It looks like Volkswagen is finally be ready to introduce a modern-day version of the iconic Microbus.
Volkswagen CEO boss Herbert Diess has confirmed that a fully-electric VW Microbus is in development. The vehicle was previewed by I.D. Buzz Concept at the 2017 Detroit Auto Show.
Diess provided some justification for the model during the world debut of the new VW Polo, stating:
“Emotional cars are very important for the brand. We are selling loads of Beetles still, particularly in US markets. But we will also have the Microbus that we showed, which we have recently decided we will build.”
That sentiment was echoed by VW’s design boss Oliver Stefani earlier at the at the 2017 Geneva Motor Show:
“We would like to bring this back because it fits so well to what the brand stands for: it’s emotional, it has functionality, it makes your life easier.”
Diess didn’t reveal any details about the new Microbus or when it will arrive, but the model will likely share many design cues with the I.D. Buzz Concept and have the iconic proportions of the original Microbus. The fact that it will share a platform with the rest of VW’s new electric models means it won’t arrive until sometime after 2020.
Are you old enough to remember the Microbus? Will you be happy to see it back? Share your thoughts in the comments below.
Amazon Orders 100,000 Rivian Electric Delivery Vans
It’s the largest single order of electric delivery vehicles ever.
Just months after announcing its major investment in Rivian, Amazon has placed a massive order for 100,000 electric vans built by the electric car upstart.
The Michigan-based upstart is considered by industry experts to be the first true competitor to Tesla. Having operated in stealth for nearly ten years, it made a splash when it unveiled the all-electric R1S SUV and R1T pickup truck in late 2018.
The company has since received nine-figure investments from several large corporations, including $700 million from Amazon and $500 million from Ford.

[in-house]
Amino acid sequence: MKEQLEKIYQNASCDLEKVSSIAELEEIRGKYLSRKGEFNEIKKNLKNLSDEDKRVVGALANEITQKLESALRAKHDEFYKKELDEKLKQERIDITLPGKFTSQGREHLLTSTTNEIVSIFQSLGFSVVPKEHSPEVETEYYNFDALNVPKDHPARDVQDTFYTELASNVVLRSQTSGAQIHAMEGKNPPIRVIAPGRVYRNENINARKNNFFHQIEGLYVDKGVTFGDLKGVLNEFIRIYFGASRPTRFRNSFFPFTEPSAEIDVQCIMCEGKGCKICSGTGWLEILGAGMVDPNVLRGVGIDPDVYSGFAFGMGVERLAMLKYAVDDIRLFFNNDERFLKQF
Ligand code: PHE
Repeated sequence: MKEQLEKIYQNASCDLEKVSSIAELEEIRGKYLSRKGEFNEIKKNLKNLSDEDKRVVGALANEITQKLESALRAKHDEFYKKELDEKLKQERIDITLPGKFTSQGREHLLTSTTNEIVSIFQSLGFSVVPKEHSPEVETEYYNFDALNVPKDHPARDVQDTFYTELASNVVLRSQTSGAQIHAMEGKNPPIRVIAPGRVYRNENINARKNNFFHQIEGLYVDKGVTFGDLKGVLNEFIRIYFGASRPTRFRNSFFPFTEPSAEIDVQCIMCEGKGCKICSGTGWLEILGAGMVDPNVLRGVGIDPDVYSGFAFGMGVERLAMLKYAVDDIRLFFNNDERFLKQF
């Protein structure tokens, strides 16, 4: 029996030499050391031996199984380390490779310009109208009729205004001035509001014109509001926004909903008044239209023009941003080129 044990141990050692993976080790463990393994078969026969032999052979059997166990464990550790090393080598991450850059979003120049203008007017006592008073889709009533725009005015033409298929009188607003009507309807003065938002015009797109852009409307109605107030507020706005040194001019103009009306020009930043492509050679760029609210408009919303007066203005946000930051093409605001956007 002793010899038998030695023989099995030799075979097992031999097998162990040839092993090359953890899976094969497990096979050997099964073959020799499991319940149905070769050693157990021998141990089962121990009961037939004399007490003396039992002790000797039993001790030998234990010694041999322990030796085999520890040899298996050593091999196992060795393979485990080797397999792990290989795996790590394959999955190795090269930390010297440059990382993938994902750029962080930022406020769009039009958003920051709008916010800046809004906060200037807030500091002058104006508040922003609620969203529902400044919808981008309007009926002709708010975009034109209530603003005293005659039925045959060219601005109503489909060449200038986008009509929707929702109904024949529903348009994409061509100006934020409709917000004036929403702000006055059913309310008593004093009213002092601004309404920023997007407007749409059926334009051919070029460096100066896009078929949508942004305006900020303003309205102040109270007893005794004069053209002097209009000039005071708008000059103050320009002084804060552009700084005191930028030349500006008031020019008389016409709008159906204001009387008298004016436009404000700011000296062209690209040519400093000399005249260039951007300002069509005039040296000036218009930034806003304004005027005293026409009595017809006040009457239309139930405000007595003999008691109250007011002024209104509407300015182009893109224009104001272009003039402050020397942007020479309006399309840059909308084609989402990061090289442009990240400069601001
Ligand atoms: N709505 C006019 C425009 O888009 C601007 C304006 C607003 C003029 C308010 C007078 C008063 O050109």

Amazon senior vice president Dave Clark stated that the purchase represents the largest order of electric delivery vehicles ever, adding that we should “look out for the new vans starting in 2021.”
The retail giant didn’t reveal any technical details of the vans or how much each one will cost, but the purchase demonstrates Rivian’s capability to build a wide variety of vehicle types in large volumes.
Plymouth Voyager Returns As An Entry-Level Chrysler Pacifica
The Voyager is back, but not as a Plymouth.
The Plymouth Voyager was a popular minivan of the 90s and early 2000s. While the Plymouth brand is likely dead for good, Fiat Chrysler has dusted off the Voyager name for use on entry-level Chrysler Pacifica models.
The 2020 Chrysler Voyager replaces the Pacifica L and LX models and is intended for budget-minded families and fleet buyers who can do without the numerous tech and convenience features available, but they do come standard with seven-passenger seating, a 7-inch touchscreen, Apple CarPlay and Android Auto smartphone compatibility.
You can’t get leather seats on either Voyager model, but you can add the SafetyTec Group that adds rear park assist with stop, Blind-spot Monitoring and Rear Cross Path detection, the Cold Weather Group Package, Stow ‘n Place roof rack and a single overhead DVD on the Voyager LX. Chrysler’s trademark Stow ‘n’ Go second-row storage system is not part of the options list.
In addition to the Voyage L and LX models, Chrysler is also offering an LXi trim specifically for fleet buyers. As such, the Voyager LXi comes equipped with durable vinyl seats, Stow ‘n’ Go seating, roof rack, second-row sunshades and remote start.
Aside from the name change and stripped down features list, the Voyager is identical to the Pacifica. All three models are powered by a Pentastar V6 that produces 287 horsepower and 262 lb.-ft. of torque, sent to the front wheels by a nine-speed automatic transmission.
Nissan Creates Battery Powered Electric Ice Cream Van
It’s a one-off, but how long until all ice cream vans go electric?
Of the many ways companies operating in the UK celebrated the country’s Clean Air Day, Nissan chose to build a one-off all-electric ice cream van that could very well save the ice cream truck from going extinct.
“Sky to Scoop”, as the concept is called, was jointly developed by Japanese automaker and Mackie’s of Scotland, a creamery that powers its dairy farm with renewable wind and solar energy. It is based on the Nissan e-NV200 electric commercial van and uses Nissan Energy Roam — a 40kWh portable powerpack — instead of a diesel generator to keep the ice cream and beverages cold. Solar panels on the roof allows it to recharge without having to plug into the grid.
Scheduled to go on sale in 2019, the Nissan Energy Roam uses lithium-ion cells recovered from early first-generation Nissan electric vehicles. It not only provides clean power anywhere, but it also makes battery-powered vehicles even more sustainable.
“Most ice cream vans, particularly older models, have diesel engines which are kept running to operate the refrigeration equipment,” Nissan says. “These motors are criticized for producing harmful emissions, including black carbon, when left idling.”
As preposterous as it might sound, some UK towns and cities are actually considering banning ice cream vans, so Nissan’s electric ice cream truck could very well provide a solution of sorts with its low carbon footprint. What do you think?